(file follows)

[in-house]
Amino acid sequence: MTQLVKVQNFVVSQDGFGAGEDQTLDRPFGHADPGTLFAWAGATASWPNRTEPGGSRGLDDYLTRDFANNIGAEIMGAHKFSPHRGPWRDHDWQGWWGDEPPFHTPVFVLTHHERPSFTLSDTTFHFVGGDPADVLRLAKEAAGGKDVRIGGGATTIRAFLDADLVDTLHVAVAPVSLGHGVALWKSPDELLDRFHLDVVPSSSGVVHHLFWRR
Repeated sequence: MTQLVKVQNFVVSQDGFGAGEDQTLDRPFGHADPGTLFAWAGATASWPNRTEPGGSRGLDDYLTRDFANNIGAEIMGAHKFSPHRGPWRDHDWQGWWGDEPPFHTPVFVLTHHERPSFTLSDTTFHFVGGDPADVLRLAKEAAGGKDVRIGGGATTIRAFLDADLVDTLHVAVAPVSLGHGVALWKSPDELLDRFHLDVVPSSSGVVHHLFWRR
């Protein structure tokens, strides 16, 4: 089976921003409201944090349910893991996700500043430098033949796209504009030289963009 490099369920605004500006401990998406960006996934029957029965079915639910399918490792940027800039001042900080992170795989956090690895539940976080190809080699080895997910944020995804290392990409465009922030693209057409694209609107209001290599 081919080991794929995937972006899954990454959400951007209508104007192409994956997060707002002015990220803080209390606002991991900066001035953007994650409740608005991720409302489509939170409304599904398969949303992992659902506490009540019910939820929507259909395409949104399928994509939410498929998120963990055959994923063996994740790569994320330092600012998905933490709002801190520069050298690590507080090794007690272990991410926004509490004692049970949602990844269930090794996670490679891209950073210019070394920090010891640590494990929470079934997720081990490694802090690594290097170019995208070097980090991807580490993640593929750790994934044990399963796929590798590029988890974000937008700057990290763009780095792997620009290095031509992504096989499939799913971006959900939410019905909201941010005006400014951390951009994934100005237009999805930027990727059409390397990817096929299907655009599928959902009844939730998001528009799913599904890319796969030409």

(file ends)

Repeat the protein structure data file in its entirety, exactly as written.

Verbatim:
[in-house]
Amino acid sequence: MTQLVKVQNFVVSQDGFGAGEDQTLDRPFGHADPGTLFAWAGATASWPNRTEPGGSRGLDDYLTRDFANNIGAEIMGAHKFSPHRGPWRDHDWQGWWGDEPPFHTPVFVLTHHERPSFTLSDTTFHFVGGDPADVLRLAKEAAGGKDVRIGGGATTIRAFLDADLVDTLHVAVAPVSLGHGVALWKSPDELLDRFHLDVVPSSSGVVHHLFWRR
Repeated sequence: MTQLVKVQNFVVSQDGFGAGEDQTLDRPFGHADPGTLFAWAGATASWPNRTEPGGSRGLDDYLTRDFANNIGAEIMGAHKFSPHRGPWRDHDWQGWWGDEPPFHTPVFVLTHHERPSFTLSDTTFHFVGGDPADVLRLAKEAAGGKDVRIGGGATTIRAFLDADLVDTLHVAVAPVSLGHGVALWKSPDELLDRFHLDVVPSSSGVVHHLFWRR
């Protein structure tokens, strides 16, 4: 089976921003409201944090349910893991996700500043430098033949796209504009030289963009 490099369920605004500006401990998406960006996934029957029965079915639910399918490792940027800039001042900080992170795989956090690895539940976080190809080699080895997910944020995804290392990409465009922030693209057409694209609107209001290599 081919080991794929995937972006899954990454959400951007209508104007192409994956997060707002002015990220803080209390606002991991900066001035953007994650409740608005991720409302489509939170409304599904398969949303992992659902506490009540019910939820929507259909395409949104399928994509939410498929998120963990055959994923063996994740790569994320330092600012998905933490709002801190520069050298690590507080090794007690272990991410926004509490004692049970949602990844269930090794996670490679891209950073210019070394920090010891640590494990929470079934997720081990490694802090690594290097170019995208070097980090991807580490993640593929750790994934044990399963796929590798590029988890974000937008700057990290763009780095792997620009290095031509992504096989499939799913971006959900939410019905909201941010005006400014951390951009994934100005237009999805930027990727059409390397990817096929299907655009599928959902009844939730998001528009799913599904890319796969030409």